Glass canopies are cheaper and allow you to view your fish from above with ease. Hoods on the other hand can take care of your lighting in addition to covering your tank. For those with plants in their tank we really recommend hoods, as spot lights added to glass tops create dim sides on the tank.
Either choice will serve to keep your fish alive and reduce your evaporation. For those getting into the hobby for the long run a hood is a great investment, and not much more expensive for the value it will bring you. If this is just for your children for a few years then a glass top can serve your purposes well.
When setting up a new aquarium many owners use tap water without questioning it. Nearly all water available to the public has levels of iron, chorine and phosphates. While iron and phosphates are not particularly bad for fish, chlorine will kill most fish that are forced to endure it.
The two answers to this differ greatly in price. The high end that will be needed for large salt water tanks housing corals is reverse osmosis filters. These filter the water to be pure, allowing for the absolute best start. For our ten gallon tetra tank however we can use a tap water conditioner found at any retail store. These are cheapest at Walmart and almost the same at pet stores, so don't look too hard into the best deal. Either way be sure to do something about your waters chlorine, less you have only dead fish in a day or two.
While this is close to essential, many tanks will see success without any form of substrate. These "glass bottom" aquariums will be far easier to clean.
The down side is the lack of surface area for beneficial bacteria. The good bacteria in our tank will eat the toxins our fish produce and delay the need for water changes. It's up to the owner to decide which they prefer. No substrate and faster cleaning or adding substrate for less water changes.
Simply put many tanks will end up on our dressers or end tables. You likely have something you want to add your tank to, so there is little need to buy something that will result in you throwing something away.
Lights allow our tanks to grow plants and be seen more easily in dark rooms. Without plants however, lights only serve to promote algae growth. Most aquariums are fully visible in normal room lighting, but a aquarium light will really help your tank stand out in the room.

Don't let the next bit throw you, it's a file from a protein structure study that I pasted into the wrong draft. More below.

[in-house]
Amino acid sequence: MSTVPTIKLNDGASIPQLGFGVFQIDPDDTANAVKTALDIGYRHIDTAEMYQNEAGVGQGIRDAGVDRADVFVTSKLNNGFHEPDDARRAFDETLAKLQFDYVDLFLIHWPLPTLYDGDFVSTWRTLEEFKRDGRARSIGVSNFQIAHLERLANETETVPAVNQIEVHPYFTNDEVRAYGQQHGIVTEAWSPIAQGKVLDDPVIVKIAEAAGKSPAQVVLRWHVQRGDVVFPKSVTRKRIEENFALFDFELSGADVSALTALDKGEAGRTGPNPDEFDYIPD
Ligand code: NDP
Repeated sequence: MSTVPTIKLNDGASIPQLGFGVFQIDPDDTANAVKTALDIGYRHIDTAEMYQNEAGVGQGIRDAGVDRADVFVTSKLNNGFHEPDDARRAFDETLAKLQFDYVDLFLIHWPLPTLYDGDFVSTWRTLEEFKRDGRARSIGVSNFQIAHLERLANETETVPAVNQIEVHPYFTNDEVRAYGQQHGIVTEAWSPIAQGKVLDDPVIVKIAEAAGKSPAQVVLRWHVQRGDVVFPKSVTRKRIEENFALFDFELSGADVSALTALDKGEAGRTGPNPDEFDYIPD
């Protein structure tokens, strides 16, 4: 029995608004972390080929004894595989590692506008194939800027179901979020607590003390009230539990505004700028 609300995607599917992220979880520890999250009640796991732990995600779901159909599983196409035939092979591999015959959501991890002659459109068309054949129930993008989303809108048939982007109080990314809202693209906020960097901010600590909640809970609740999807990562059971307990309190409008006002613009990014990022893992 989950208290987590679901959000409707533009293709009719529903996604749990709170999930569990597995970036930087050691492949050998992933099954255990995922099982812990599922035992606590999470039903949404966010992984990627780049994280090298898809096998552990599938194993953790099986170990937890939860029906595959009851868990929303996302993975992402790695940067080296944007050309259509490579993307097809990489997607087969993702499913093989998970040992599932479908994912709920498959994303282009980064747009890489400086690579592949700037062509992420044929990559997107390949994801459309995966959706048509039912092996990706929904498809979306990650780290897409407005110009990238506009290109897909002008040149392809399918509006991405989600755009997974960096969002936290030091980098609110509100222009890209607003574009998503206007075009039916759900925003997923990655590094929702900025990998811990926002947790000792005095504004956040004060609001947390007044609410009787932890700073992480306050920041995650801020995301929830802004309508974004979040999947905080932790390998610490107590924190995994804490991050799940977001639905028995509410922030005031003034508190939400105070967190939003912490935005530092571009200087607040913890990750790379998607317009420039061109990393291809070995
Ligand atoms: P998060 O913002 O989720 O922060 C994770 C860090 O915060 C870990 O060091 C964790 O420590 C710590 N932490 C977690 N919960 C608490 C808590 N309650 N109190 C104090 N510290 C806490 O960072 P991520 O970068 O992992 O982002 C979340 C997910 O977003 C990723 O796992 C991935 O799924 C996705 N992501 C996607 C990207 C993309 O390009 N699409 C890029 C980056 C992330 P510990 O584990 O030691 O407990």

This choice is more of "do I want people to gawk at my tank?" We love to dazzle our guests, but our kids had to ask what the black thing on the top did.
I'll admit, we fell into the trap of buying a water pump early on. Sure it mixes our salt into new saltwater for us, rather than me swirling it around with my hand for 30 minutes, but other than that it just sits in the corner looking pretty.
Don't get me wrong, this was essentially day one of our journey to the perfect aquarium. Since then we have found a great deal of uses for our pumps, the best being connecting our tank to a sump.
If you have big plans and know what you're using the water pump for go ahead and pick one up. If you heard they help a lot but have no idea what you would use it for don't worry about it.
We live in the northern parts of the US and would never dream of the word "colder." However when I lived in Texas, a water chiller was an absolute must.
These are essentially attachments that will keep your water cool. Mostly used when owners are away from the house and turn off their ac. Running a tank chiller instead of your houses ac will be a huge decrease in your electric bill meaning those in hot areas should really pick up a water chiller.
We love these for two reasons. Our pleco is lazy with cleaning the floors and the siphon created by these are actually amazing for water changes. No more dunking buckets into your tank to get the water out.(come on we all did this at least once)
Those with sand or no substrate at all can clean the bottoms with a net or clean, not washed, cloth. For gravel users without a handful of cleaners you will want to add a gravel vacuum to your cart.
I know we already talked about this but we really want to keep people away from air stones. Unless you absolutely need bubbles, you will be better off using a power head for aeration.
We do not want you to let sick fish die, however buying medicine before your fish is sick is a bit silly. Imagine if you kept a spare engine in your car, or another trash can in case yours gets knocked over and cracks.
If your fish gets ill then by all means get medicine. Just don't keep every single chemical you see by the tanks side. You likely wont notice your fish get sick the second it happens, one more hour while you get what you actually need will not make a difference.
We have all seen spongebobs pineapple at Walmart or Petco, you don't need it in your tank. Some of the more elaborate decorations can be cool, just be sure it fits and your substrate matches.
When choosing your decorations avoid all plastics with points and sharp edges. Fish get startled and will swim into these. Plastic plants can impale fish and sharp edges will remove scales. If your kid can hurt themselves with it, your fish probably can too.
Any aquarium can survive fantastically without inhabitants. For the owner looking to watch an empty glass water box you can easily forgo adding fish and therefore food.
These are all the tools you will need to run a successful aquarium, along with our notes of what sounds useful but really is just a waste of money.